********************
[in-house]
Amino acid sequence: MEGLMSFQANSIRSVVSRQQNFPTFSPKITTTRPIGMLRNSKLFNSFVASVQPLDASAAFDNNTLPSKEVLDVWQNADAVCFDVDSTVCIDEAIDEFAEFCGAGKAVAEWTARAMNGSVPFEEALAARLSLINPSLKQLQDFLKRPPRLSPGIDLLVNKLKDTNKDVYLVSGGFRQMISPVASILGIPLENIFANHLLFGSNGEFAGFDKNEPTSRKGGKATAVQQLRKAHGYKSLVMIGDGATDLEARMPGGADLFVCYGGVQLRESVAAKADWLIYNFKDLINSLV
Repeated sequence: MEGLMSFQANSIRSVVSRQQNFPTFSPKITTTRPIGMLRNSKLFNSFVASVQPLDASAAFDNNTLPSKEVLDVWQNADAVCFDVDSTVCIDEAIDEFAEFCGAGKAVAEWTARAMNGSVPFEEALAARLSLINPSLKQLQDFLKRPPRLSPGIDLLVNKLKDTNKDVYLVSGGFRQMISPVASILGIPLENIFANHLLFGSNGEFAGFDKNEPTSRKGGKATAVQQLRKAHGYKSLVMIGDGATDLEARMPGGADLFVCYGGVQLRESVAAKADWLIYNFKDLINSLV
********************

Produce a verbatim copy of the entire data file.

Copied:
[in-house]
Amino acid sequence: MEGLMSFQANSIRSVVSRQQNFPTFSPKITTTRPIGMLRNSKLFNSFVASVQPLDASAAFDNNTLPSKEVLDVWQNADAVCFDVDSTVCIDEAIDEFAEFCGAGKAVAEWTARAMNGSVPFEEALAARLSLINPSLKQLQDFLKRPPRLSPGIDLLVNKLKDTNKDVYLVSGGFRQMISPVASILGIPLENIFANHLLFGSNGEFAGFDKNEPTSRKGGKATAVQQLRKAHGYKSLVMIGDGATDLEARMPGGADLFVCYGGVQLRESVAAKADWLIYNFKDLINSLV
Repeated sequence: MEGLMSFQANSIRSVVSRQQNFPTFSPKITTTRPIGMLRNSKLFNSFVASVQPLDASAAFDNNTLPSKEVLDVWQNADAVCFDVDSTVCIDEAIDEFAEFCGAGKAVAEWTARAMNGSVPFEEALAARLSLINPSLKQLQDFLKRPPRLSPGIDLLVNKLKDTNKDVYLVSGGFRQMISPVASILGIPLENIFANHLLFGSNGEFAGFDKNEPTSRKGGKATAVQQLRKAHGYKSLVMIGDGATDLEARMPGGADLFVCYGGVQLRESVAAKADWLIYNFKDLINSLV